We see this in the advertising issue around impression data. Do we all have a common definition for what qualifies as an impression--does it mean how many times an ad was viewed, or just how many times it popped up on the screen? Those terms need to be clarified before any actual work is done. 

 

I’d say roughly 20-30% of the time, businesses are making poor data-driven decisions because of data quality issues.

 

How does a lack of data quality and data control typically affect a business, product, or consumer, and how widespread is it?

In the decade I’ve been working with data, my experience is that it happens often but doesn’t always cause huge issues. Over time, though, it will be a big cost to the company. There are 2 major types of issues. First, custom data quality is not “clean”; analysts and business-side people need to look at history; meanings in fields change, certain labels are valuable in some time periods but no others. You need a lot of custom data to keep it clean. But often, limited resources are sent toward building up or promoting the product. Over time you will see many companies--including the biggest ones--where the data is usually very messy. This is costly. And when people leave a company, that business is losing customized business logic that is not easily transferable.

 

The second issue isn’t necessarily catastrophic, but it is time-consuming--and that’s when companies see a drop in metrics. It could take an entire day of investigation to figure out it’s just an implementation issue and doesn’t reflect the truth. 

 

I’d say roughly 20-30% of the time, businesses are making poor data-driven decisions because of data quality issues, with privacy concerns accounting for the other 80% of why businesses make bad data-driven decisions.

 

First, companies don’t collect enough data, and that can be due to storage restrictions, computing costs or privacy concerns. Data that is highly confidential can also be highly impactful. When there’s no data, there’s no way to measure data quality. On the other hand, we have too much data. Of the data most teams track, 99% of raw data collected is not that meaningful to them. We have to  distill the insights from them and compress from a petabyte of data into a mega- or kilobyte to show that 1% of data that really matters. It requires the ability to connect dots, combine with business sense, and go way beyond the data quality itself--which is why Kubit is so valuable in addressing business’ lack of analytical abilities to generate meaningful, actionable insights out of the huge amount of data we already collect.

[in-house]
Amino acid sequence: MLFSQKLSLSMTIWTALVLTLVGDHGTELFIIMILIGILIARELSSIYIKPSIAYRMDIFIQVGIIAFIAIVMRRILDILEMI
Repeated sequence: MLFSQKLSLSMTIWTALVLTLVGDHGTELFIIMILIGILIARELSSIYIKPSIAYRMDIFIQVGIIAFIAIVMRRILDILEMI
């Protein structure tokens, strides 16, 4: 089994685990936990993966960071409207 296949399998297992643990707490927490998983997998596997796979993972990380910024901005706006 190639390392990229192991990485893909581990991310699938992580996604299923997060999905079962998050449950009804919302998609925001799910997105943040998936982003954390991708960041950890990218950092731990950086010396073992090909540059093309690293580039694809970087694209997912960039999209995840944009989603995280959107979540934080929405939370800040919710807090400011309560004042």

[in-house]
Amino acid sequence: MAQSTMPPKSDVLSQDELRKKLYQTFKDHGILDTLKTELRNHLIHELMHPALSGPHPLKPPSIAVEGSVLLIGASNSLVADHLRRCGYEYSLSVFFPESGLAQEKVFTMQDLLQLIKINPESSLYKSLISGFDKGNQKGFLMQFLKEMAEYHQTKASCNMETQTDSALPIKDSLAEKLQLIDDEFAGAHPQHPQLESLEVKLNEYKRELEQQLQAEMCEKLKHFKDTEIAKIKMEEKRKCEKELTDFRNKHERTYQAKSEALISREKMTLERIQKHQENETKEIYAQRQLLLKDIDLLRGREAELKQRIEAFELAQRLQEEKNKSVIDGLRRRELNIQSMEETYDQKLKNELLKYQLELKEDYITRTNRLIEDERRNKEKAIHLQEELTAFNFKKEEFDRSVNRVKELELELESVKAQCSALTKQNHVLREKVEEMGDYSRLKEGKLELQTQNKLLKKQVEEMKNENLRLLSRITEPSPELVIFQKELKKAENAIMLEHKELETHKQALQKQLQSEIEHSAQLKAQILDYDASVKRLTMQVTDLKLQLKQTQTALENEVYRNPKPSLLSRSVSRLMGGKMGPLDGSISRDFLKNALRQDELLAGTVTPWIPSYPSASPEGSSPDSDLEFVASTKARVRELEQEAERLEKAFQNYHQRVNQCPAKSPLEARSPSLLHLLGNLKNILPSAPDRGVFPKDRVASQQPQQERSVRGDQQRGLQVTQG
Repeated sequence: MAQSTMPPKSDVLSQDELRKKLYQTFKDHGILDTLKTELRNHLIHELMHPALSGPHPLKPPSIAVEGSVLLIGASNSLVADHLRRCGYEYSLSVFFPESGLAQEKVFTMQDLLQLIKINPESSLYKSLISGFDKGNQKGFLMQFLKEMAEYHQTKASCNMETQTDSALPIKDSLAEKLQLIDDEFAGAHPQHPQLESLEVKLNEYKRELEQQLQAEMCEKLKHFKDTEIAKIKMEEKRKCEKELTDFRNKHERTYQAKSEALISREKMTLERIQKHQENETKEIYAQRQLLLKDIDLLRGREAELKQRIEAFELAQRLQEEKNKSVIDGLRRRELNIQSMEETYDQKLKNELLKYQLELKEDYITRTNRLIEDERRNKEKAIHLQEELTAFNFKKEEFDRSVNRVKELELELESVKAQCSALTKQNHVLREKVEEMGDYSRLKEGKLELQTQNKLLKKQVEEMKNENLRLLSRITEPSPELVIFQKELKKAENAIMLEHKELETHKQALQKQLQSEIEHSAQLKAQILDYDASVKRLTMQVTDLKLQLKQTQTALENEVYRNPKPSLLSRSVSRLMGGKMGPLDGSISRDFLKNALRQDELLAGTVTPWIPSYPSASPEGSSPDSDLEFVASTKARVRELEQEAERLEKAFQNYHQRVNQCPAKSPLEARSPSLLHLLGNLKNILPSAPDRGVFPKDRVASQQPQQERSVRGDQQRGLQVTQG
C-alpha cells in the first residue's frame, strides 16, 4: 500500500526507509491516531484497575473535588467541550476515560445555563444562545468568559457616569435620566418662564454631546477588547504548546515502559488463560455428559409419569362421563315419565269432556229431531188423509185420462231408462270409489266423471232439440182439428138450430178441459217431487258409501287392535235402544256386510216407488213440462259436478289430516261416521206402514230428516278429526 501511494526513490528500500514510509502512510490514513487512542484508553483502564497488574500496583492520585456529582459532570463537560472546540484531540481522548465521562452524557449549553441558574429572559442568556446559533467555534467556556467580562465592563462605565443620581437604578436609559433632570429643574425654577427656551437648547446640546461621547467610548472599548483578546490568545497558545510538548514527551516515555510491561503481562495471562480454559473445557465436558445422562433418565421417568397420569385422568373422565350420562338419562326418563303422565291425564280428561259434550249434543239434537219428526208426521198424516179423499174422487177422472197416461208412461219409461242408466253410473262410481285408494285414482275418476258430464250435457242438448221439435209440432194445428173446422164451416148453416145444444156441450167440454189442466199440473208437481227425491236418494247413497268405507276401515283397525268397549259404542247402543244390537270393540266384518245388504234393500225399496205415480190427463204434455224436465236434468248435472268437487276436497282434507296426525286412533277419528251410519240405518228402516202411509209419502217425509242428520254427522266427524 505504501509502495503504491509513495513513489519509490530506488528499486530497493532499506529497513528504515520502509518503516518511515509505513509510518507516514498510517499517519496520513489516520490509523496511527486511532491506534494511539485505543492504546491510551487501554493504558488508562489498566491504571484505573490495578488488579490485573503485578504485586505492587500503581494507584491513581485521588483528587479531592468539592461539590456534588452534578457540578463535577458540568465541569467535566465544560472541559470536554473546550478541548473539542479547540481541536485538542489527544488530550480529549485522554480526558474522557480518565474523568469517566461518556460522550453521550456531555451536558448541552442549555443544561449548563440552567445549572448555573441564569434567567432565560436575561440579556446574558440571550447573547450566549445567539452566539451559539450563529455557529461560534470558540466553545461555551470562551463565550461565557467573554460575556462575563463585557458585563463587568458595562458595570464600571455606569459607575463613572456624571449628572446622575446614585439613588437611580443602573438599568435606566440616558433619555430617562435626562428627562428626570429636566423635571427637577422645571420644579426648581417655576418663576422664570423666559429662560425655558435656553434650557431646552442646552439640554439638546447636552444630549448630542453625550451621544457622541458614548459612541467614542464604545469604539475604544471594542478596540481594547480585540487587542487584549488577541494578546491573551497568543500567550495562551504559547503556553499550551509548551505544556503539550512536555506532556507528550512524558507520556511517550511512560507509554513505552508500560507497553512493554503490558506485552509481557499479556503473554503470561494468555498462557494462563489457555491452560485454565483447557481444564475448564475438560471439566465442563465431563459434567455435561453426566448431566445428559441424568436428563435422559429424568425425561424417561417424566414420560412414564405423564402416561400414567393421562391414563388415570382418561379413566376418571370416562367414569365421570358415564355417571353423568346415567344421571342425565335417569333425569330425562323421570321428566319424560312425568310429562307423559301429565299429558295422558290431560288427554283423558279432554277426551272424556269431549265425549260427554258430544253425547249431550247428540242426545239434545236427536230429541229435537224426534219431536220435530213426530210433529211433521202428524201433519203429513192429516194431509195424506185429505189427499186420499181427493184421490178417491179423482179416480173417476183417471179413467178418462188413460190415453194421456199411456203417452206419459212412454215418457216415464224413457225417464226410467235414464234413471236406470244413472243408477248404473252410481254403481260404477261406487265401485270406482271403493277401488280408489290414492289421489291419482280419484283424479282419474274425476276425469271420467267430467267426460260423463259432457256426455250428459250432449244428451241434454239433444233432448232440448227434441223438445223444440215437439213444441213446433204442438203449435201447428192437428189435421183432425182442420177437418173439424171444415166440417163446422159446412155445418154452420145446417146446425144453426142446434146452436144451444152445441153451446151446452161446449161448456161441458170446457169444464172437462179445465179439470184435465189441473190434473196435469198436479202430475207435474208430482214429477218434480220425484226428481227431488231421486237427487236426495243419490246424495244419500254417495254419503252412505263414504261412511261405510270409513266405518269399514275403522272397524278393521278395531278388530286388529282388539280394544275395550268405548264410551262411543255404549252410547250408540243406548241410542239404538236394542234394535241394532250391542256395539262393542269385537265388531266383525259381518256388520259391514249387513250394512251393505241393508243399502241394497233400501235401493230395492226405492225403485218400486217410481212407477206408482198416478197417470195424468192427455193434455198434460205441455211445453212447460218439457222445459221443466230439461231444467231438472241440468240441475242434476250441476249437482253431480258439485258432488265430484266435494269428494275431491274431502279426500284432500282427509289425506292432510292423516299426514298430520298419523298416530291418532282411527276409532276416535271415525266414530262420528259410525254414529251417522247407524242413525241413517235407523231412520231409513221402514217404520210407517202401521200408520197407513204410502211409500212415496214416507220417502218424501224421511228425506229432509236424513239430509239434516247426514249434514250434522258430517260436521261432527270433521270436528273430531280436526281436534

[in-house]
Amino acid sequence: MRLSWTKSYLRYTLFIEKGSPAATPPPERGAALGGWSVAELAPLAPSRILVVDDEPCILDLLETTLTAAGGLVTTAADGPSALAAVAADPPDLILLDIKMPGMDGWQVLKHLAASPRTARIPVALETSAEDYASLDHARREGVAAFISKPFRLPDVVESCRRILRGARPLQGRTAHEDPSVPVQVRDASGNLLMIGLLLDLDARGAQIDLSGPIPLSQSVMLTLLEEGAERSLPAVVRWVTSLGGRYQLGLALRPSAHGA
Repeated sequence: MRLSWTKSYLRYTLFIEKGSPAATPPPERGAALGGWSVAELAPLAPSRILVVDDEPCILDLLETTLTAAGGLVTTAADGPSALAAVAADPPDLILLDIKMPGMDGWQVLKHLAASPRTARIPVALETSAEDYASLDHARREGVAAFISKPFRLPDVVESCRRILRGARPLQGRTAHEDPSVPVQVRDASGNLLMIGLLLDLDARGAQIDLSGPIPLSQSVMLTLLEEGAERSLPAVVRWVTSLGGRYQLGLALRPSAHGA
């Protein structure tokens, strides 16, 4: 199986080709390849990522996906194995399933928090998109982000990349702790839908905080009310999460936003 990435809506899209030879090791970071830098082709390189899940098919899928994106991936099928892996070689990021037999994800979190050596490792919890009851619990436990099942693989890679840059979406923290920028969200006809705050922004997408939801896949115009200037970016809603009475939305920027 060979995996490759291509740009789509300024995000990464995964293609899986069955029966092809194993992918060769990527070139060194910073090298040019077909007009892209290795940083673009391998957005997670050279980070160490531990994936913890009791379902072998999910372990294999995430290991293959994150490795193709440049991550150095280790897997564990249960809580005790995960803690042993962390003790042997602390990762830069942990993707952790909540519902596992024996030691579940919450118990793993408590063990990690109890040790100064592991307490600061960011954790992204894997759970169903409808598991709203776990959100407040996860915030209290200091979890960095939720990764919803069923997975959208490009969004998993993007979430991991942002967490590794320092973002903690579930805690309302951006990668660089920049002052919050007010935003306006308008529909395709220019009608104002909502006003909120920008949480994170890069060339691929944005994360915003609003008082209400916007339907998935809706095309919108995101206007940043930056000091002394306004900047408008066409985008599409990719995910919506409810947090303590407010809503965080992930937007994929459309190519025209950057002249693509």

Communication also plays a role--specifically, small talk. Those top-secret, influential conversations that take place between executives can have a huge impact on a business, and we aren’t able to capture that data. 

 

I like Kubit because it brings everything needed to ensure comprehensive data quality onto one platform, rather than having to use various platforms for different stages and needs within data analysis.

 

What businesses especially need to maintain data quality? Do you feel the data analytics solutions currently on the market do a good job of promoting data quality? 

It depends on the industry. Banking’s data, for example, is mostly transactional, so their solutions are strict and rigorous--meaning the data quality is often good, but the cost is huge. 

 

For all companies’ analytics purposes, they need to ask why users are using their products or risk losing them. How can we promote data to increase platform engagement? Those analyses don't necessarily require 100% accuracy. In other industries, 95% data quality is acceptable---things like language and times zones will all change the baseline.

 

For any industry, Kubit provides really good data quality for day-to-day, data-based decisions. I like Kubit because it brings everything needed to ensure comprehensive data quality onto one platform, rather than having to use various platforms for different stages and needs within data analysis. It makes data analysis accessible and understandable to that businesses focus on the right data, not just any and all data.

Topics: Data Quality, Smart Analytics